grebewalk68

October 19th, 2010. Late afternoon. Cold, grey and damp. The sky is uniformly overcast, except at the lit edges of the world where cloud-shapes take form, rimming the pale horizon. It’s autumn. Days of wind and rain have dislodged leaves which now lay brown and black and wet on the ground. Trees are turning – the sycamores burnt orange, field maples pale yellow, limes browning at the edges, while the silver birches have shed most of their foliage. The sky is alive with autumn migrants.

In the village I meet Bob the thatcher, bespectacled and beaming, in spite of the weather. He and his mate are repairing the roof of a cottage and have already put up a new ridge, the crowning glory of the thatcher’s art. Some of the decayed thatch is reed and some of it is straw, and has to be replaced like with like. He’s only been thatching for five and a half years and it takes five years to pick up the basics he reckons. Still, they’ve done a beautiful job. It will last 50 years. They’re booked up till next August, all over East Anglia. The techniques, tools, materials and artistry have not changed for several thousand years, except now the reed is imported from Eastern Europe and China whereas before it was local.

I set out for the big open fields on the western side of the village, where the winds sweep through unchecked. My hands are soon chilled, my nose running. But there are birds about. Following Rose’s directions, I soon find the buzzard’s nest in one of a pair of small, lonesome ash-trees, an untidy pile of sticks in a flimsy fork not fifteen feet above ground. It hardly looks big enough to accommodate a fully-grown buzzard and offspring. But it must be the place. I can see why a buzzard would nest here. It is about as far away from any road or track or footpath that a bird could find round here, almost completely undisturbed I would think, except three or four times a year when the farmer comes to sow or reap or plough, cocooned and remote in his tractor. Within one hundred yards I find four pools of feathers – pigeon kills. And then, further off, the slow brown weight of a buzzard lifts into the air, beats its great wings three or four times, then glides, beats again three or four times, and glides again, and settles into a hedgerow tree. I follow. It’s soon on the wing again, and joined by its mate. A pair of buzzards! They don’t fly far, and soon perch, four feet apart, in the bare branches of a dead tree overlooking the empty fields…hunched shapes, tawny against the evening. I approach across the open, just to see how close I can get. Not far. Within two hundred yards, one of the pair sails off, effortlessly, winging low over a field, scattering pigeons and starlings by the hundred. The other sits still, unmoved.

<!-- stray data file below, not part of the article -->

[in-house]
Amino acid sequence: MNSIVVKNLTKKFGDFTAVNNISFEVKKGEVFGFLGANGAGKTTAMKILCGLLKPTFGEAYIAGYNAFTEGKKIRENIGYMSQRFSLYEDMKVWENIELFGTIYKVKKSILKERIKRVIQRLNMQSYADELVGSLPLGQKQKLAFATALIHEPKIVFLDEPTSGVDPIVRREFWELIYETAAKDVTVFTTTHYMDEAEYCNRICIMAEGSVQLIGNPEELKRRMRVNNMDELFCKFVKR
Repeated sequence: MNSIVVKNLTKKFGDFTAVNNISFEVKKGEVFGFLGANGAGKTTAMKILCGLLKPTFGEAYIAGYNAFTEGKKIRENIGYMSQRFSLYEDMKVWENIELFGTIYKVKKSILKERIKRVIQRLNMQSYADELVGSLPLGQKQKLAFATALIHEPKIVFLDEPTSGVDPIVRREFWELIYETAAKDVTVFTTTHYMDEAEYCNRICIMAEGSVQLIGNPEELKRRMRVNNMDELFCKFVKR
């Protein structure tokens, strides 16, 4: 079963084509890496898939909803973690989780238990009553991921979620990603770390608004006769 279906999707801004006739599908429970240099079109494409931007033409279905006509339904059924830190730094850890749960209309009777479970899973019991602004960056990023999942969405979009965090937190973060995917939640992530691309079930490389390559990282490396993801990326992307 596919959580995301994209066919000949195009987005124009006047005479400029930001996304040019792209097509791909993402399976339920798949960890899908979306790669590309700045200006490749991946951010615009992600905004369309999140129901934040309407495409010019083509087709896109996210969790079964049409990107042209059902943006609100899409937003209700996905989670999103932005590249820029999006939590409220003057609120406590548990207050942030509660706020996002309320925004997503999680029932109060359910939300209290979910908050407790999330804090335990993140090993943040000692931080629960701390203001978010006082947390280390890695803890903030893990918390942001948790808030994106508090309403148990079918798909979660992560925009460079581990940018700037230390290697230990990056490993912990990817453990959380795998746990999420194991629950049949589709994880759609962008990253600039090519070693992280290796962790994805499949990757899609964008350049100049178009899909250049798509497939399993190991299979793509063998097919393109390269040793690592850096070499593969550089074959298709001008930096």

Parties of gulls, slim-winged and fleet, fly north in untidy formation, ten, twenty, fifty at a time. Underneath them, flying south-west and low, thrushes and larks, unidentifiable, pass by in successive small flocks. The autumn migration is on. The big fields here are in stubble still, unploughed, perfect for stop-overs. Far away, at least two hundred lapwings sit in a field amongst rooks and pigeons and seagulls. I approach along a field-track to see what else is aground. All of a sudden, the lapwings rise as one, four hundred black and white wings (at this distance) beating slowly upwards. I fear I have been incautious and spooked them. And then a small dark hawk-shadow passes through them, like an arrow, low and intent, focused on what I don’t know. It disappears in a flurry of birds. It was not me after all, but the thought of a hawk that set off the lapwings.

I am on my way home when a strange goings-on catches my eye. I am passing along the edge of the horse pastures and notice five ponies together, noses down, following a tumbling, whitish, indistinct shape that is, with difficulty, trying to escape their attentions. I take it for a large cat, perhaps. The creature, and the ponies, reach the edge of the field not far from where I am standing. The ponies stretch their necks through the railings, uncommonly curious. What could it be that has so mesmerized them? I have never seen horses behave in this way. And then I see what it is. Crouched in the grasses and brambles beyond the railings, on the edge of an overgrown ditch, is a large bird, grey and white, with a long powerful bill, lungeing fiercely at the snuffling muzzles. The bird struggles to get away, pushing through the tangled growth with difficulty, probably injured. That would explain its strange tumbling gait across the pasture – it can’t fly. It settles, half-hidden in the ditch and I get a closer look. It is a great crested grebe, perhaps 18 inches long, an immature adult, with grey back, white neck and face, long straight pinkish bill, and a distinctive dark head-crest, parted in the middle to form two stylish tufts. Being immature, and outside the breeding season, it lacks the handsome chestnut ruff of the species. This is the first great crested grebe I’ve seen here, and being a water bird it could only have come from the forbidden lake on the old airfield, half a mile away. What is it doing here, and how was it injured? Its story though will never be told. My impulse is to catch it and hold it, but it is inaccessible from my side of the ditch without considerable effort and it would try to escape from me anyway, making its injury worse. Besides, it would not hesitate to take out my eye with its dagger. Reluctantly, I leave it. A fox will eat grebe tonight. Perhaps I’ll come back in the morning and see how it (or the fox) has fared.

Postscript: I did in fact return next morning but there was no sign of the bird, not a feather…

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